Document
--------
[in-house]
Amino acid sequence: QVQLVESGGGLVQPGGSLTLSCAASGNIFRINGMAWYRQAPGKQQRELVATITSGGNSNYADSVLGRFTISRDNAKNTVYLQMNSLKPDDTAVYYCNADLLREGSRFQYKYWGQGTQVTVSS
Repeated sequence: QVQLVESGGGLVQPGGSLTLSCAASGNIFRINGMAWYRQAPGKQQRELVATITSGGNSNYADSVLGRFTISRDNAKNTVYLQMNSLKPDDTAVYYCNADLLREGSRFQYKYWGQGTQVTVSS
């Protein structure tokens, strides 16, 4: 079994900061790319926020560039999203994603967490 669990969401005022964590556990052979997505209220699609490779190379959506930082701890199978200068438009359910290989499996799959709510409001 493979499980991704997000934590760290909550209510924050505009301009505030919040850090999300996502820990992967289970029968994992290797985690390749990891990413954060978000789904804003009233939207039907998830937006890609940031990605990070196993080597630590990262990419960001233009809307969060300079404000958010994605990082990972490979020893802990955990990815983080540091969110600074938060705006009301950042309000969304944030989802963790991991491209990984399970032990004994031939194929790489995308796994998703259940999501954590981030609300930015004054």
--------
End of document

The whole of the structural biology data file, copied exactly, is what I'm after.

[in-house]
Amino acid sequence: QVQLVESGGGLVQPGGSLTLSCAASGNIFRINGMAWYRQAPGKQQRELVATITSGGNSNYADSVLGRFTISRDNAKNTVYLQMNSLKPDDTAVYYCNADLLREGSRFQYKYWGQGTQVTVSS
Repeated sequence: QVQLVESGGGLVQPGGSLTLSCAASGNIFRINGMAWYRQAPGKQQRELVATITSGGNSNYADSVLGRFTISRDNAKNTVYLQMNSLKPDDTAVYYCNADLLREGSRFQYKYWGQGTQVTVSS
């Protein structure tokens, strides 16, 4: 079994900061790319926020560039999203994603967490 669990969401005022964590556990052979997505209220699609490779190379959506930082701890199978200068438009359910290989499996799959709510409001 493979499980991704997000934590760290909550209510924050505009301009505030919040850090999300996502820990992967289970029968994992290797985690390749990891990413954060978000789904804003009233939207039907998830937006890609940031990605990070196993080597630590990262990419960001233009809307969060300079404000958010994605990082990972490979020893802990955990990815983080540091969110600074938060705006009301950042309000969304944030989802963790991991491209990984399970032990004994031939194929790489995308796994998703259940999501954590981030609300930015004054």